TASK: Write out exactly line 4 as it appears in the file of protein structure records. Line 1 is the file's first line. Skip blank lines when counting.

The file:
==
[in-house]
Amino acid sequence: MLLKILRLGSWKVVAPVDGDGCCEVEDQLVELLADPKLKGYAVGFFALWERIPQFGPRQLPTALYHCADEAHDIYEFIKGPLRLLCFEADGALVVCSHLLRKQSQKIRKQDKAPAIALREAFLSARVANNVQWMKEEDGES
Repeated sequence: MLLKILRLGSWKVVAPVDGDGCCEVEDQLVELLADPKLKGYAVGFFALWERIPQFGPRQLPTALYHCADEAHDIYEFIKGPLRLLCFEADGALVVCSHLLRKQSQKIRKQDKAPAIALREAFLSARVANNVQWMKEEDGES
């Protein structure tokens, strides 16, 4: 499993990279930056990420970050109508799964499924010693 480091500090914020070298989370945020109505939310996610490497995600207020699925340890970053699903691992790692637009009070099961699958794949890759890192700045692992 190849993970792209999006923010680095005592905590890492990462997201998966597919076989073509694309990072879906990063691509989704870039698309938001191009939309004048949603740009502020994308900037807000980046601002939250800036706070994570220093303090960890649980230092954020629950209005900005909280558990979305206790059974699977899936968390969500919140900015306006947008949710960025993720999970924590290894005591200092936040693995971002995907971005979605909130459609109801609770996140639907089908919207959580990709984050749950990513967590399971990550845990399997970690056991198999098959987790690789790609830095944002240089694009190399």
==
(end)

């Protein structure tokens, strides 16, 4: 499993990279930056990420970050109508799964499924010693 480091500090914020070298989370945020109505939310996610490497995600207020699925340890970053699903691992790692637009009070099961699958794949890759890192700045692992 190849993970792209999006923010680095005592905590890492990462997201998966597919076989073509694309990072879906990063691509989704870039698309938001191009939309004048949603740009502020994308900037807000980046601002939250800036706070994570220093303090960890649980230092954020629950209005900005909280558990979305206790059974699977899936968390969500919140900015306006947008949710960025993720999970924590290894005591200092936040693995971002995907971005979605909130459609109801609770996140639907089908919207959580990709984050749950990513967590399971990550845990399997970690056991198999098959987790690789790609830095944002240089694009190399």